Now, if you really, truly believe that the hassie lenses are superior then... fine, put hassie lenses on a mamiya body, no problem. But personally, I have found the mamiya 645 lenses to be remarkable and at surprisingly low cost. My favourites are the 80 macro, the 50/2.8, and the 200 mm apo.

A fair rub against the mamiya 645s is the feel of the bodies... indeed they do not feel quite as substantial as the contax 645s... but then again, the mamiyas are also far less costly and they are still being made.

I have a mamiya 645 afd which I like, and also a 645 pro, which I also like. They are both way lighter than my rb or my rz, and are much better suited to handholding. The pro is very modular, great for travel. I do wish that there were an rb-style rotating back for the 645s, or at least a good vertical grip, but alas there is not.

Compared to 35mm.... well there is not much comparison to make, they are totally different tools. There is some overlap of capability but not much.
 

Q.G.

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I used the things, and did find they not only are indeed not up to Zeiss quality, they also are not on par with the quality of the lenses used on the 'mature' Mamiyas (the RBs/RZs). Mamiya makes some stunning lenses, easily among the best available. But the 645 lenses are not it.
"They", because though i obviously haven't used them all, the ones i did were all a bit less. I haven't tried any modern, AF versions, and maybe they are better?

Putting other lenses on a 645 body does not make much sense to me.
Like i said before: the 645s are not smaller nor lighter than most 6x6 cameras, which makes a 6x6 camera (all of those are also capable of making 6x4.5 images, if and when you want) a better, though more expensive choice.

Having said all that, the Mamiya 645 is a good camera, easily capable of delivering the MF advantage.
 

keithwms

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Well, you are of course entitled to your opinion. But if you are going to state that X is better than Y in a matter-of-fact way, then I think you should also show us some side-by-side comparisons! Since people seem unwilling to do that when these topics arise, all we have are the MTF charts... which certainly do not suggest any meaningful differences. If you were to say something specific about bokeh or colour rendition or lp/mm or max aperture or weight or build quality, well then fine.... there are specific points that can be made, I am aware of that. But these blanket statements do nothing to advance the discussion and merely confuse those who are new to MF.

Bottom line, as always, is that people need to use whatever makes them feel more productive. If somebody really truly believes that they can do better work with zeiss lenses, well then they'd better stay with zeiss lenses.... regardless of whether it is or is not a placebo effect :wink:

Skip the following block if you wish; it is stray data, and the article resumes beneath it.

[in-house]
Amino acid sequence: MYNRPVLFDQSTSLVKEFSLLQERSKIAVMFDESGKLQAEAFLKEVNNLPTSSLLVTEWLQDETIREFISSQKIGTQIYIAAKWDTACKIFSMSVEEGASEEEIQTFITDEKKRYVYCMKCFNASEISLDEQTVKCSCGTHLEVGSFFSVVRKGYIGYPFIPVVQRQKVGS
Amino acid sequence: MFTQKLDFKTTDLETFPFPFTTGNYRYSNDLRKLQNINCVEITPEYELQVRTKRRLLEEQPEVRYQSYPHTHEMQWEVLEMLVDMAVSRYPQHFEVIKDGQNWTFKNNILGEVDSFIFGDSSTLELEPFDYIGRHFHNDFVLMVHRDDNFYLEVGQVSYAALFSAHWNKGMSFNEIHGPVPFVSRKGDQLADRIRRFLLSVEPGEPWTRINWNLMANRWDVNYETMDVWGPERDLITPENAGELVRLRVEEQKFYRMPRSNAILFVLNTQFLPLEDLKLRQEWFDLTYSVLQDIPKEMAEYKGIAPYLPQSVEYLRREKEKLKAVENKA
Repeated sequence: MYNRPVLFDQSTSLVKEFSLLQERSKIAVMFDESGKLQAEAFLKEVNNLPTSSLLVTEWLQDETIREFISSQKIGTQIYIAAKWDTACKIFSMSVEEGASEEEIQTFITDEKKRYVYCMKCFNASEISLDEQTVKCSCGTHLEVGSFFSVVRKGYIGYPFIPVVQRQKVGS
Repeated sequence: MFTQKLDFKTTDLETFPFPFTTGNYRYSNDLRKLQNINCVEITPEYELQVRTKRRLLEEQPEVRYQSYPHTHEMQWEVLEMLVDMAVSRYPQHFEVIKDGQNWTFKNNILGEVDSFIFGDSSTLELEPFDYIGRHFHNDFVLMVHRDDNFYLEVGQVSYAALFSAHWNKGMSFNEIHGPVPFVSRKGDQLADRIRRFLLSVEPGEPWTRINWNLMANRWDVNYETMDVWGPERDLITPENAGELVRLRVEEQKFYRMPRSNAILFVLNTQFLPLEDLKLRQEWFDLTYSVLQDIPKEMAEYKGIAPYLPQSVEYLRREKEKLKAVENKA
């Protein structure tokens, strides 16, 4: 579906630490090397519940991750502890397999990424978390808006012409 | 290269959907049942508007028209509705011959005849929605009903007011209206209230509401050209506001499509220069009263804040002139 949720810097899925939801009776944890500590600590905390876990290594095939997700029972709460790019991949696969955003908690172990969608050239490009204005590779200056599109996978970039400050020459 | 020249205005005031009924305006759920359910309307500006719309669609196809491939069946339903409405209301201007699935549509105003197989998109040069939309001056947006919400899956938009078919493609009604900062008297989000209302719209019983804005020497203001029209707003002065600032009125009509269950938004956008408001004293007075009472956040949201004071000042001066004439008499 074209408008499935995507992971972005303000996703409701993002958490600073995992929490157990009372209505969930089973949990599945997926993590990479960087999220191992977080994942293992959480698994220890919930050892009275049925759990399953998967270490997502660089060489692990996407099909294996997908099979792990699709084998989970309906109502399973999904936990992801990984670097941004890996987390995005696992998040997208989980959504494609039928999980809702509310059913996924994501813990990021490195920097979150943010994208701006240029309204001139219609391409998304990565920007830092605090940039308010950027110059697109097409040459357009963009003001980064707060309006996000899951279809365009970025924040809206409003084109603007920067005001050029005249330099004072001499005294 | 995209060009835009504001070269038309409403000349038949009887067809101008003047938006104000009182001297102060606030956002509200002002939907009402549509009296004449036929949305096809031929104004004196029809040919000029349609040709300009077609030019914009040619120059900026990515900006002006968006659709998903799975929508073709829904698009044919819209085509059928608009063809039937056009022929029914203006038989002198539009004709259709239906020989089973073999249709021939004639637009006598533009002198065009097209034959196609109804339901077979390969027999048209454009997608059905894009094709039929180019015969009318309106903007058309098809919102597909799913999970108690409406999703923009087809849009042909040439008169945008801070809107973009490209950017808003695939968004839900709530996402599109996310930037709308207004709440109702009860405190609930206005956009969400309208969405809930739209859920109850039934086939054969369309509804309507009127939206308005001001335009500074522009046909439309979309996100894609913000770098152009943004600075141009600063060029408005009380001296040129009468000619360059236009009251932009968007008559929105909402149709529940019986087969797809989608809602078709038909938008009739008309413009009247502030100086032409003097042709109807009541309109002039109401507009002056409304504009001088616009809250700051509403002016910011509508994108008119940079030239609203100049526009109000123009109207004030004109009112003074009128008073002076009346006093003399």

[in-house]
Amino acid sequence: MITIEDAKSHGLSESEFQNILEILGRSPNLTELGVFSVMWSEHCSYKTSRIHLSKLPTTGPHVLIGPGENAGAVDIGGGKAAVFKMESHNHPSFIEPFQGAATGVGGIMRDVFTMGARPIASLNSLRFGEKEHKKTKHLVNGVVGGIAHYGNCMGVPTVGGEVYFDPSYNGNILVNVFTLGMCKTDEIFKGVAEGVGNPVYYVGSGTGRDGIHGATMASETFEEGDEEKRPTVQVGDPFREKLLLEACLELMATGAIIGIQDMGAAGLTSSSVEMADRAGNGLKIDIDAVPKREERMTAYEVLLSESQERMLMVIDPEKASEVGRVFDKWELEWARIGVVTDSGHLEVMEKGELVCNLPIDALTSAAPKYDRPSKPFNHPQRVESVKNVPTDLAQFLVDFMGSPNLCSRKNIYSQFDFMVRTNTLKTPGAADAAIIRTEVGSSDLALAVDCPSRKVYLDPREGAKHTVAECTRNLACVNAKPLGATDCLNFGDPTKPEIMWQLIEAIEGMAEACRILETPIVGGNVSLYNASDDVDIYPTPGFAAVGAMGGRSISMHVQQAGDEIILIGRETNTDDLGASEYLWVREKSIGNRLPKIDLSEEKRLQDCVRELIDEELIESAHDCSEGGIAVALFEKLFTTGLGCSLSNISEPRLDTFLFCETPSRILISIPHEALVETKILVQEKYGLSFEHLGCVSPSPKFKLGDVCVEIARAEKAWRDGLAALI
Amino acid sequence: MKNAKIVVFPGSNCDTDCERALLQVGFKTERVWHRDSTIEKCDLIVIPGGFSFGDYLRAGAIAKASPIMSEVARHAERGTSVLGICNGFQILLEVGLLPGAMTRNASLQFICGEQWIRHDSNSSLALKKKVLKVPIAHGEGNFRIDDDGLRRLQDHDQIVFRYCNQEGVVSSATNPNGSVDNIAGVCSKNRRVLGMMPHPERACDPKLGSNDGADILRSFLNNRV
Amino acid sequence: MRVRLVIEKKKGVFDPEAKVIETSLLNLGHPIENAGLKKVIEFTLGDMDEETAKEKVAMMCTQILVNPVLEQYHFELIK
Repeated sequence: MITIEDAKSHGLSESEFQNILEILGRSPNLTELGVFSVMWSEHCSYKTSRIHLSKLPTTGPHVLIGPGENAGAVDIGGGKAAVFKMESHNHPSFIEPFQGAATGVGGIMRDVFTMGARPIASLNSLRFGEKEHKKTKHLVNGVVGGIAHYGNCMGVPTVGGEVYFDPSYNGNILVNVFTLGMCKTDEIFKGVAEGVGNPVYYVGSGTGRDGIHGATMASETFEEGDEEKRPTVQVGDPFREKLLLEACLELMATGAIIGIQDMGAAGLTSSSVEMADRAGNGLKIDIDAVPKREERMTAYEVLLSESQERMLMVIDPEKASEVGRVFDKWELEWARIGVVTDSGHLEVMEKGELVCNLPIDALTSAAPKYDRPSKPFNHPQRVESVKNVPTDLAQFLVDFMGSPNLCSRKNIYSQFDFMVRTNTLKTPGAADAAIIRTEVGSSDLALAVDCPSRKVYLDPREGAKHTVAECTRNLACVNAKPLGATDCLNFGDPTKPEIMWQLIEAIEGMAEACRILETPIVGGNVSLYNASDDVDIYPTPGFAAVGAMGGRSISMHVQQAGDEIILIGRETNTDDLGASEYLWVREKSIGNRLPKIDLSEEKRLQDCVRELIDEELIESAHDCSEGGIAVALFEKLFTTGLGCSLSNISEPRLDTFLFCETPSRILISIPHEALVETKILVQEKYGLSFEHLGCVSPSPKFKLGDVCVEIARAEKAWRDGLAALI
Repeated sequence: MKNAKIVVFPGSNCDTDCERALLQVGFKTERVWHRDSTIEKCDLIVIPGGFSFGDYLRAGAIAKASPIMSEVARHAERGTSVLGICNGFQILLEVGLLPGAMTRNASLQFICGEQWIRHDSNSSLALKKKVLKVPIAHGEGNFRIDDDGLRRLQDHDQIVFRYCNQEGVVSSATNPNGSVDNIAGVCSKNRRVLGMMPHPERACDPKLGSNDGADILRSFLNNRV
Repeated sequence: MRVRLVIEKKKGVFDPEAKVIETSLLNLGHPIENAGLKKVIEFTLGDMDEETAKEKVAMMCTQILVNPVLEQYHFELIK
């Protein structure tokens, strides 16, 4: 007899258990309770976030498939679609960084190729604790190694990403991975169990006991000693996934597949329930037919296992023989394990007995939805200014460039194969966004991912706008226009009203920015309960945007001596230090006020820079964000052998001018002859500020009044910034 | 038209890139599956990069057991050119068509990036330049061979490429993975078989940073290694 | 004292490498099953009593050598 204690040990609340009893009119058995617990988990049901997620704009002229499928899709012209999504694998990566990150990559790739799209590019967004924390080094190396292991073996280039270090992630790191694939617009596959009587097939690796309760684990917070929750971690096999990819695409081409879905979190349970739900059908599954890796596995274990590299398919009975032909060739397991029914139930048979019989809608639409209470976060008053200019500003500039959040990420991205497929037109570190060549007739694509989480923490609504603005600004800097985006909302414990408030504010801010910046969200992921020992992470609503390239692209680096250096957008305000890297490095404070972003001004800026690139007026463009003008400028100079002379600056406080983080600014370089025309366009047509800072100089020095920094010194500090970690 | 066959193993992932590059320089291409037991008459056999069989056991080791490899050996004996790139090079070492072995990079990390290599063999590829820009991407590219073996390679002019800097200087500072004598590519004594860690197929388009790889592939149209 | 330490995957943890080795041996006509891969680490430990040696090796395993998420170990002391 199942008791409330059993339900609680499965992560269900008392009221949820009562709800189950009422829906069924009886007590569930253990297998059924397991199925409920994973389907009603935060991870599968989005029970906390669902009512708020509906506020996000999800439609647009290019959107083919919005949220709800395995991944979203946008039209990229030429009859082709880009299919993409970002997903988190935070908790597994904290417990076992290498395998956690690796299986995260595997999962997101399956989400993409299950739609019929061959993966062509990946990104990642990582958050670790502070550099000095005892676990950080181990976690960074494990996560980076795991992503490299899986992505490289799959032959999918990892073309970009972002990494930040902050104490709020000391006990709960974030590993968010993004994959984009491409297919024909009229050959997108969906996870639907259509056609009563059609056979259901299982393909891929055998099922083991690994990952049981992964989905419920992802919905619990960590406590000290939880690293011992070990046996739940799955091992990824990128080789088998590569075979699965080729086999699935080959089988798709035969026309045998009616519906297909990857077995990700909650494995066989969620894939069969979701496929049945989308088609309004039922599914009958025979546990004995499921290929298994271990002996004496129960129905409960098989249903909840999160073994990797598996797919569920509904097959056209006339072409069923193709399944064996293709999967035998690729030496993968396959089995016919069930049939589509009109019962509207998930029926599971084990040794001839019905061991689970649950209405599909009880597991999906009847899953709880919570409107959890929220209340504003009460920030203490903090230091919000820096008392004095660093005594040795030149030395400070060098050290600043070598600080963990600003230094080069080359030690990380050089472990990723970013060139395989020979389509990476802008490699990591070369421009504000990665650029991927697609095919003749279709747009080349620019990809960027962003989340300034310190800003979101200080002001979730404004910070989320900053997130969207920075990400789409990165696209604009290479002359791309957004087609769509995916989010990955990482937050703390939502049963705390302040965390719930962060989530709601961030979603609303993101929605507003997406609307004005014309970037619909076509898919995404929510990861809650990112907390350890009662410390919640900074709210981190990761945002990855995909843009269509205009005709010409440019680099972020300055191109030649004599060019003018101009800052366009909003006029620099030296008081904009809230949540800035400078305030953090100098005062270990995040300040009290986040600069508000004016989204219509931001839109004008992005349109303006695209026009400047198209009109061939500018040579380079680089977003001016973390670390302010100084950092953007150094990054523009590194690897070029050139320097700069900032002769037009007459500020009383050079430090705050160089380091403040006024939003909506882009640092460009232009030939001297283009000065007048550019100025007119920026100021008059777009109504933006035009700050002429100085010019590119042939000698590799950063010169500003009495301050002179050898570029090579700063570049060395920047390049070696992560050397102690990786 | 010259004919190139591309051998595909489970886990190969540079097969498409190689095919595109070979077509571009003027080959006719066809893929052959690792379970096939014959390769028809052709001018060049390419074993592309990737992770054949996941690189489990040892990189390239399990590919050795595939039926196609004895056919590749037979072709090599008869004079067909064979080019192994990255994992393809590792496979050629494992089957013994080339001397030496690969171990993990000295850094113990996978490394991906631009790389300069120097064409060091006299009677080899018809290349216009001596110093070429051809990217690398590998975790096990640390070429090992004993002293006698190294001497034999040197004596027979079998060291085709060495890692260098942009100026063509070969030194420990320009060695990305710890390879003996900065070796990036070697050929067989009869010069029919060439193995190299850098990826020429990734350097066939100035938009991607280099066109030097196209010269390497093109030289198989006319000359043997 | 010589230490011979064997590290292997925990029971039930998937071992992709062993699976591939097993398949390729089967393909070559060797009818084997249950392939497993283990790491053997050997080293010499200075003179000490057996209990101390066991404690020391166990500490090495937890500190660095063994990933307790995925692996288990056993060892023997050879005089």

Q.G.

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If you were to say something specific about bokeh or colour rendition or lp/mm or max aperture or weight or build quality, well then fine.... there are specific points that can be made, I am aware of that. But these blanket statements do nothing to advance the discussion and merely confuse those who are new to MF.

You must mean things like "But personally, I have found the mamiya 645 lenses to be remarkable and at surprisingly low cost."
:wink:


Bottom line, as always, is that people need to use whatever makes them feel more productive. If somebody really truly believes that they can do better work with zeiss lenses, well then they'd better stay with zeiss lenses.... regardless of whether it is or is not a placebo effect :wink:

You're fixated on Zeiss lenses. Why?

Bottom line is that the "can you define that?" type of rebuttal is the refuge of people who don't like real life.
If people really truly have noticed something, the polite thing to do in a forum and thread like this is to share it.
Doing that does a lot to end the confusion of those who are new to MF.
 

keithwms

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There's no fixation, just cold, hard data. How about supplying some of your own? Or some images? Something other than vague opinion? or is this just going to be another one of those threads where you
and turn the discussion away from the facts? You said you had quality issues with the mamiya 645 lenses, I am simply asking what they were.
 

Q.G.

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The facts are, Keith, that the Mamiya 645 lenses are not as good as many other MF lenses.

Had you missed that?


(And do explain your fixation with Zeiss lenses. Should be fun.)
 

AdrianW

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I have many Mamiya 645 lenses and a set of Rollei SL66 Zeiss lenses. I love shooting with both camera systems. This afternoon I was showing a fellow professional photographer friend of mine several B&W 11x14 enlargements made with these two cameras. At that size it was almost impossible to tell which were taken with the Mamiya and which were done with the SL66 using a 6x4.5 back.

I believe there may be a miniscule difference in sharpness in favor of the Zeiss lenses that is noticeable only in images that are blown up really big, but needless to say both sets of lenses are very high quality. That said, there is a frugal side of me that’s in favor of continuing to promote the idea that the Mamiya 645 lenses are substandard. I still need to add some of the Mamiya APO lenses to my collection and I would prefer to keep the demand and prices low on these until I do.

Adrian
 

Ian Grant

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The facts are, Keith, that the Mamiya 645 lenses are not as good as many other MF lenses.

Had you missed that?

(And do explain your fixation with Zeiss lenses. Should be fun.)

That's your opinion, of course.

And of course yours too :D

Having used Mamiya's since about 1975 first a C33 & C3 then two 645's I have to completely disagree, the 645 lenses are just as good as other manufacturers, or Mamiya's other lenses for the C series or RB67 etc. I've also used MF Zenzanon, Nikkor, and Zeiss (East & West) lenses on Bronica's and Hasseblads & printed other photographers images shot with a wide variety of MF cameras.

The Mamiya 645 lenses have always had a very good reputation for their optical quality.

Ian